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To Kill a Mockingbird Theme Timeline

  • Empathy

    Empathy
    From the beginning to the end of To Kill a Mockingbird, the idea of empathy is spread throughout. Empathy is being able to feel or understand someone else's situation. Or, as Atticus says, "... climb into his skin and walk around in it." Throughout the book, Atticus teaches Scout to empathize with people, so she will be able to understand people better. Atticus begins to teach Scout after her first day of school, and he continues until after the attack.
  • Empathy Part 2

    Empathy Part 2
    Empathy is important to apply to our lives, so we can understand and have compassion for others. Everyone can get along better if we empathize with each other.
  • Ch. 3 - First Day of School

    Ch. 3 - First Day of School
    P. 39 - "You never really understand a person until you consider things from his point of view... Until you climb into his skin and walk around in it"
    Atticus says this when Scout comes home after her first day of school upset about what happened. Miss Caroline, her teacher, scolds her for being able to read, and Miss Caroline want Atticus to stop teaching her how to read. Also, Scout is upset that the Ewells don't have to go to school.
  • Ch.3 - First Day of School Part 2

    Ch.3 - First Day of School Part 2
    Atticus tells Scout about the Ewells situation, and he tells her that they aren't good people. The Ewell's dad breaks many laws, and the kids are neglected. This quotation is Atticus telling Scout to empathize with Burris Ewell, the Ewell kid in Scout's class that never went to school. This is Scout's first introduction to empathy. Scout hasn't grasped the idea yet, but she's beginning to learn about empathy and understanding other people.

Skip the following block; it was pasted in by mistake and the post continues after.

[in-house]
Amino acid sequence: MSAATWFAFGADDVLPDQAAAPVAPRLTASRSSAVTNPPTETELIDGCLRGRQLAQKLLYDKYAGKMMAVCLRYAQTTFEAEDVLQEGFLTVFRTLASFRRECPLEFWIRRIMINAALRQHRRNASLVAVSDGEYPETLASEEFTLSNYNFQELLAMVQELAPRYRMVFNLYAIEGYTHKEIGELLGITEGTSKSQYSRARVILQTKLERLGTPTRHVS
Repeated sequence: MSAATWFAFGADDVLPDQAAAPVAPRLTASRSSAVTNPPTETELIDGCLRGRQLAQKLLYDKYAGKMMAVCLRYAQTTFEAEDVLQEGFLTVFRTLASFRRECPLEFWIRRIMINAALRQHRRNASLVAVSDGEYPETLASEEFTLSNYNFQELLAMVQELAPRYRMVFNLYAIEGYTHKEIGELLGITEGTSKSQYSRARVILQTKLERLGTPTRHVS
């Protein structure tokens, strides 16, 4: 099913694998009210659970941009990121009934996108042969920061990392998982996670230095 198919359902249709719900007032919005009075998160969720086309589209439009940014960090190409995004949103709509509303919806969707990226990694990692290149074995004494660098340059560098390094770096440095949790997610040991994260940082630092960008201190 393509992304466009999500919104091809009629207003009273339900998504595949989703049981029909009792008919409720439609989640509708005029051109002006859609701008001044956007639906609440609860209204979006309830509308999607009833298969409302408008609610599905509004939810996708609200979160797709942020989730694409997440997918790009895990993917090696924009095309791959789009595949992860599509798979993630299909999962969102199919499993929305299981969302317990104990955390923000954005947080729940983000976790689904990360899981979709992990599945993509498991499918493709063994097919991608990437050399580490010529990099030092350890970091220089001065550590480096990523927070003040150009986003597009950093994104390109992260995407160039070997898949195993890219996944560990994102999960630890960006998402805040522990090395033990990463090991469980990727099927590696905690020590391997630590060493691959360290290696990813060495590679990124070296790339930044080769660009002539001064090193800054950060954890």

• Ch. 7 - Jem's Pants

    Ch. 7 - Jem's Pants
    P. 77 - "As Atticus had once advised me to do, I tried to climb into Jem's skin and walk around in it: if I had gone alone to the Radley place at two in the morning, my funeral would have been held the next afternoon. So I left Jem alone and tried not to bother him."
    Scout says this when she notices Jem is moody and silent for the week following Jem losing his pants. Jem had snuck out at two in the morning to look for his pants, and he found them mended on the Radley fence.
  • Ch. 7- Jem's Pants Part 2

    Ch. 7- Jem's Pants Part 2
    This is when Scout begins to apply Atticus's advice to her life. Scout is beginning to grasp empathy, and while doing so, she understands Jem better than before.
  • Ch. 9 - Beginning of the Case

    Ch. 9 - Beginning of the Case
    P. 117 - "I hope and pray I can get Jem and Scout through this without bitterness, and most of all, without catching Maycomb's usual disease... I just hope Jem and Scout come to me for their answers instead of listening to the town."
    Atticus says this while talking to his brother, Uncle Jack, about Scout fighting with her cousin about the trial. Everyone in Maycomb, and even some family members, are racist. The town doesn't approve of Atticus defending a black man.
  • Ch. 9 - Beginning of the Case Part 2

    Ch. 9 - Beginning of the Case Part 2
    Atticus doesn't want Jem and Scout to be racist like the rest of the town, and he hopes that Jem and Scout will ask him questions about the trial instead of asking the town. He wants them to empathize with Tom and other Negroes in the town. Atticus wants his children to see that the Negroes are no different then they are.
  • Ch. 10 - Atticus is Old

    Ch. 10 - Atticus is Old
    P. 118 -'"He did not do the things our schoolmates' fathers did; he never went hunting, he did not play poker or fish or drink or smoke. He sat in the living room and read."
    Scout says this about Atticus while talking about how he was a boring dad. Before Scout says this, Jem wants Atticus to play football with him, but he says he is too old. Scout thinks Atticus is boring compared to everyone else's dad.
  • Ch. 10 - Atticus is Old Part 2

    Ch. 10 - Atticus is Old Part 2
    Even though Scout has applied empathy before, she doesn't empathize with Atticus during this situation. She doesn't understand that Atticus is good in a different way from most dads. He isn't racist, and he will defend someone most lawyers would never defend. She is still somewhat provincial, thinking that cool dads have to gamble and drink. Scout has learned some empathy, but she can't apply it in all situations.
  • Ch. 11 - Atticus Preparing Scout